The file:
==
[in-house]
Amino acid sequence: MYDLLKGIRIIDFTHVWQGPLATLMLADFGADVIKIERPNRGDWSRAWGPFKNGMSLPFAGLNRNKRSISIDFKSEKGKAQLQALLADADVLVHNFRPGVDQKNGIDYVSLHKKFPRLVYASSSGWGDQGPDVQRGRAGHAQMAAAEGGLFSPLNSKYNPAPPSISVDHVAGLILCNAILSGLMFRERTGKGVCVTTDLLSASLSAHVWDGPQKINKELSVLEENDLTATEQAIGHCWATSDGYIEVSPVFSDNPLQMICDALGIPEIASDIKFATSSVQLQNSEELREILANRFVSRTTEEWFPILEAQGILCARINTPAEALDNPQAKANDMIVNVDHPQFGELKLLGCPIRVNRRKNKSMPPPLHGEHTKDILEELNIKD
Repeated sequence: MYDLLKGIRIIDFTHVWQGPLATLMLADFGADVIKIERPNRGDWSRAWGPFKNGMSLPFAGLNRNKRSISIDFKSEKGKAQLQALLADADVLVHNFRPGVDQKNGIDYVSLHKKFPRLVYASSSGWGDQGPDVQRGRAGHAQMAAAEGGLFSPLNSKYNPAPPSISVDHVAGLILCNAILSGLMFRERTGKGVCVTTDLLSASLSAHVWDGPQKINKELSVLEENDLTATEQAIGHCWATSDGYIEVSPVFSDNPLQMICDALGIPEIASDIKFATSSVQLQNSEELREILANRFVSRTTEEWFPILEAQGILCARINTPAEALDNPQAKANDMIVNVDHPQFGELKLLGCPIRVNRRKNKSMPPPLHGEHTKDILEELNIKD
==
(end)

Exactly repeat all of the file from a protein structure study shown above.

[in-house]
Amino acid sequence: MYDLLKGIRIIDFTHVWQGPLATLMLADFGADVIKIERPNRGDWSRAWGPFKNGMSLPFAGLNRNKRSISIDFKSEKGKAQLQALLADADVLVHNFRPGVDQKNGIDYVSLHKKFPRLVYASSSGWGDQGPDVQRGRAGHAQMAAAEGGLFSPLNSKYNPAPPSISVDHVAGLILCNAILSGLMFRERTGKGVCVTTDLLSASLSAHVWDGPQKINKELSVLEENDLTATEQAIGHCWATSDGYIEVSPVFSDNPLQMICDALGIPEIASDIKFATSSVQLQNSEELREILANRFVSRTTEEWFPILEAQGILCARINTPAEALDNPQAKANDMIVNVDHPQFGELKLLGCPIRVNRRKNKSMPPPLHGEHTKDILEELNIKD
Repeated sequence: MYDLLKGIRIIDFTHVWQGPLATLMLADFGADVIKIERPNRGDWSRAWGPFKNGMSLPFAGLNRNKRSISIDFKSEKGKAQLQALLADADVLVHNFRPGVDQKNGIDYVSLHKKFPRLVYASSSGWGDQGPDVQRGRAGHAQMAAAEGGLFSPLNSKYNPAPPSISVDHVAGLILCNAILSGLMFRERTGKGVCVTTDLLSASLSAHVWDGPQKINKELSVLEENDLTATEQAIGHCWATSDGYIEVSPVFSDNPLQMICDALGIPEIASDIKFATSSVQLQNSEELREILANRFVSRTTEEWFPILEAQGILCARINTPAEALDNPQAKANDMIVNVDHPQFGELKLLGCPIRVNRRKNKSMPPPLHGEHTKDILEELNIKD